Work Enemies


At a glance

Packed with surprising insights and dynamic visualization, this scrolling editorial story explores why and how we fall out with our work colleagues. There’s a hidden Easter egg too…

Illustrated header for round 1

Colleagues in crisis

Do you go to work? Then you probably know what it’s like to have a ‘work enemy’. Are you reading this at work? Then there’s a good chance you can see your work enemy right now…

We worked (very amicably!) with Totaljobs to explore another fascinating aspect of working life: what happens when working relationships turn sour.

Our goal? To create an enlightening, entertaining piece of digital journalism that would inspire stories in the media and drive traffic to Totaljobs’ website.


The survey, the secrets, the stories

To uncover the secrets and psychology behind this rarely-spoken-about subject, Totaljobs surveyed more than 7,000 UK workers.

The results instantly delivered a big discovery: 6 in 10 UK workers feel they have a ‘work enemy’, a colleague they just can’t get along with.

Now it was time to dig deeper into the raw survey data, searching for revealing patterns and unexpected stories that could be picked up by journalists.

Image of a visualized statistic: "62% of over 7,000 UK workers surveyed admit to having a work enemy
Illustrations used in the visualization

Enemy intelligence

As we analysed the data, we discovered a wealth of curious, surprising and newsworthy insights.

We found that your work enemy is likely to be the same gender as you. That men and women dislike each other for different reasons. And that nearly a third of people have lost sleep over a work enemy.

There were plenty of oddities, too.

Some people think having a work enemy actually boosts their performance at work. And 297 people (hopefully not the same people) claim their work enemy clips their nails at work *shudder*…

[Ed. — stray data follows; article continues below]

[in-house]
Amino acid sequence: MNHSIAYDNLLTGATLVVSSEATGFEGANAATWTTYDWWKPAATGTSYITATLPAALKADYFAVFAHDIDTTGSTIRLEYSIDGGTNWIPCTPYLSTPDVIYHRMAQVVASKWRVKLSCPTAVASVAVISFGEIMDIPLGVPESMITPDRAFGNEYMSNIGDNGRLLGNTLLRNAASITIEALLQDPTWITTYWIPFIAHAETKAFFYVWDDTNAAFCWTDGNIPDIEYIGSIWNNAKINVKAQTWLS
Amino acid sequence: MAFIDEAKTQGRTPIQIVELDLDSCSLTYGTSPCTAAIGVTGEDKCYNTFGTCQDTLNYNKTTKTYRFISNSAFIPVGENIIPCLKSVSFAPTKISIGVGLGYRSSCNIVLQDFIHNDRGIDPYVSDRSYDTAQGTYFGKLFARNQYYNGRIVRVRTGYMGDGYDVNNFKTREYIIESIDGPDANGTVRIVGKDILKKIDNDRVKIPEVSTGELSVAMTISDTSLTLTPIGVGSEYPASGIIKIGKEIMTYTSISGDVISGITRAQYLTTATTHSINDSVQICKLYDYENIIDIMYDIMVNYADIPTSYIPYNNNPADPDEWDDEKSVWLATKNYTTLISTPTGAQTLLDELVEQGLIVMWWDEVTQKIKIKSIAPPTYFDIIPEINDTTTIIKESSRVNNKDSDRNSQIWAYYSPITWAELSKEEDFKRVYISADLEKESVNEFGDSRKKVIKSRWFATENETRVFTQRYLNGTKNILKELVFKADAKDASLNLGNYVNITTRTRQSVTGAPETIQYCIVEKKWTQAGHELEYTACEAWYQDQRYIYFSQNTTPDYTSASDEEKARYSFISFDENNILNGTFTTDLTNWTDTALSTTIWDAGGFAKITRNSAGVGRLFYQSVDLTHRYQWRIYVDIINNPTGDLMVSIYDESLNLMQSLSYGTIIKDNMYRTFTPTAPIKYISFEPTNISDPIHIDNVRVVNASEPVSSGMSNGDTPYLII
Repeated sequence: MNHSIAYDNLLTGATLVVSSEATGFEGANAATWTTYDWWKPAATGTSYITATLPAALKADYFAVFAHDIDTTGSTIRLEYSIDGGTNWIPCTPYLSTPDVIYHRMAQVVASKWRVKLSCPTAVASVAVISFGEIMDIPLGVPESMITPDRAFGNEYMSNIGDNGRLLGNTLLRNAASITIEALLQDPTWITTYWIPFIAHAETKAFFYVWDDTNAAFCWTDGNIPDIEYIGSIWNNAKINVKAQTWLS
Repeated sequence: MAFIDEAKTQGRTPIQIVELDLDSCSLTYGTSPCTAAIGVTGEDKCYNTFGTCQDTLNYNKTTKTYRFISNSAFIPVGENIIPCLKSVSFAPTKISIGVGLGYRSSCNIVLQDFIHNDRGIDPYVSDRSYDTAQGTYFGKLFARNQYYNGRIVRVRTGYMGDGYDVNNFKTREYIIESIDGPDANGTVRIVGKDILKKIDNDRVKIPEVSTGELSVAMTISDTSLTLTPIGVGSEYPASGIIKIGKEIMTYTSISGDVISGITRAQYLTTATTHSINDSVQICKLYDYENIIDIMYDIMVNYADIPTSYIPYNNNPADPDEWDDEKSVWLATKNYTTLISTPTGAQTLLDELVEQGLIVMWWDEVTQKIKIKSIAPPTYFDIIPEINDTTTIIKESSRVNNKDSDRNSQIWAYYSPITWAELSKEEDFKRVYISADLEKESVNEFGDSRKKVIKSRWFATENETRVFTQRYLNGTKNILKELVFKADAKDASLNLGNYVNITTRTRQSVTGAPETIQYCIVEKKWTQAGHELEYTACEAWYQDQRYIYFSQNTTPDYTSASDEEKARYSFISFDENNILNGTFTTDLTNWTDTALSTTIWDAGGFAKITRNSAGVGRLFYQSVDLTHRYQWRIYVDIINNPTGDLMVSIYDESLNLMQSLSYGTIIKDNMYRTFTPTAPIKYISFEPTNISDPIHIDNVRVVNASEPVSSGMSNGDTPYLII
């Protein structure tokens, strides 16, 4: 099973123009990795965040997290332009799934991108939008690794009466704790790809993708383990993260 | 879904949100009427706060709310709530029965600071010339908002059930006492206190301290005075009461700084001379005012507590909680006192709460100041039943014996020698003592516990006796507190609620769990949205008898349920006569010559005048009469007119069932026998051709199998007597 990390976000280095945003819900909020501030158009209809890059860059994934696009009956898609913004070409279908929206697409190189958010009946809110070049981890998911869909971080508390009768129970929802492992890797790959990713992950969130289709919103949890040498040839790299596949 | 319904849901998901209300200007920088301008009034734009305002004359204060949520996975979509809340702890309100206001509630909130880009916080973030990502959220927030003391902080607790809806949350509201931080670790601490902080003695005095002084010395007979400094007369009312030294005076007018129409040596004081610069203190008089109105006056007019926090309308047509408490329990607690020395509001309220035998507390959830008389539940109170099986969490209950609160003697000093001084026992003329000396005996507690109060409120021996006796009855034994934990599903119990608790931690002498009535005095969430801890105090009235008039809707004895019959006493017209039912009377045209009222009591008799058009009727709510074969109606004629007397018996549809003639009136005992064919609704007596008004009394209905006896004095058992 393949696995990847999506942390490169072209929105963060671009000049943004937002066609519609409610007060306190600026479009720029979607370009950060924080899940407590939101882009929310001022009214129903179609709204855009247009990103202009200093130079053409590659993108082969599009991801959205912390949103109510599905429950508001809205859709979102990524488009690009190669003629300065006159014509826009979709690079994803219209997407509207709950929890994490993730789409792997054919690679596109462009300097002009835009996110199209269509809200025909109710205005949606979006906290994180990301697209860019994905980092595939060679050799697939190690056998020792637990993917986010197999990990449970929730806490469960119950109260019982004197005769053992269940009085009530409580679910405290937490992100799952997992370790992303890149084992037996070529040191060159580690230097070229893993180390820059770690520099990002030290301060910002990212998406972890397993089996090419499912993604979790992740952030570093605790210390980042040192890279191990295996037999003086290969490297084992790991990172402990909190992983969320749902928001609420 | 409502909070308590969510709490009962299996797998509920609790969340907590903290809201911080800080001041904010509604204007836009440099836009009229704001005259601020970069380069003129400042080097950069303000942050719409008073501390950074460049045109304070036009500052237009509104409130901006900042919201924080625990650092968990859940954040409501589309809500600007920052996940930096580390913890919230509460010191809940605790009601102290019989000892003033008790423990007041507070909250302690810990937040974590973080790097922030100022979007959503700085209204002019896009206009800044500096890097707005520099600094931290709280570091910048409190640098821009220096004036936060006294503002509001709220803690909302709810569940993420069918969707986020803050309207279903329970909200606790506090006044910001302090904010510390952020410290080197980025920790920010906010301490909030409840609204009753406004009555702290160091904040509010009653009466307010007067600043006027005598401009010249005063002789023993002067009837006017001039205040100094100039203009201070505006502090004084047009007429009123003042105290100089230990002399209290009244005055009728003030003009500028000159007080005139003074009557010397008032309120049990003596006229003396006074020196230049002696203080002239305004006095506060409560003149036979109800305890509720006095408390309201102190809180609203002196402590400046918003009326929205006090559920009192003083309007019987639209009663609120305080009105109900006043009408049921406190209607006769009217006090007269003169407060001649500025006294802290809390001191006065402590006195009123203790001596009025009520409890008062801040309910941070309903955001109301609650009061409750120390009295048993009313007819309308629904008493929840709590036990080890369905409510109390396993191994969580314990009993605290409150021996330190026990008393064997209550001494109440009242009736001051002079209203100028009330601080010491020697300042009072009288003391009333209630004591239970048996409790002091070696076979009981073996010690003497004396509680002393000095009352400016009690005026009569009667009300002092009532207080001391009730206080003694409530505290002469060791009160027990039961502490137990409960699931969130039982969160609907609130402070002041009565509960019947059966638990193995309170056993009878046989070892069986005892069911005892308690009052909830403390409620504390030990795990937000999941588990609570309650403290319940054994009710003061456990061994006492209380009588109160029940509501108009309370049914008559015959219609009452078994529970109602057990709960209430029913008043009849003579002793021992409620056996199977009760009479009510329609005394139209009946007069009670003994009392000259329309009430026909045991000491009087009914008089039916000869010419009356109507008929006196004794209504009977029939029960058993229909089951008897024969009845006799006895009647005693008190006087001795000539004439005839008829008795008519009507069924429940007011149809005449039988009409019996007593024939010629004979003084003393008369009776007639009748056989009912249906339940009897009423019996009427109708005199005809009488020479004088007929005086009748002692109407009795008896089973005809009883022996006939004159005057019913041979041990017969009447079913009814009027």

Three stats showing that work enemies are 71% same age or older, 65% the same gender and that 68% are interacted with daily

Designing the data

To visualize many of these stories, we’ve used bar charts that grow dynamically as the reader scrolls.

When a topic throws up some particularly rich data, we let people  explore for themselves.

We’ve also added an interactive scatterplot that lets people toggle and hover to reveal more about work enemies’ most-disliked behaviours.


Data visualization showing the least disliked and most disliked behaviours

Human interest

Psychological insights from workplace experts Good&Co, snappy video content and thought-provoking quotes from survey respondents all add a human touch to the narrative.

This rich mix of content also helps entice people to keep scrolling and discover more.


Animation showing the space invaders game

Serious story, light touch

When a relationship with a colleague turns toxic, it’s complex and personal for those involved. So we needed to investigate with a light touch.

We wrote the editorial with this in mind, keeping the tone curious and sensitive rather than sensationalist.

We also used the 8-bit arcade-game aesthetic to capture the subject’s themes of competitiveness, adversaries and tension, while providing moments of playful delight for the reader.

Playful, literally, in shape of a secret Space Invaders game hidden inside one of the visualizations…

Massive in the media

Work Enemies proved a big win for Totaljobs.

It sparked press coverage across numerous national broadsheets and tabloids, from the Guardian and VICE to The Sun, The Daily Mail and the Metro.

Digital engagement was particularly strong, with hundreds of comments from readers of the online articles.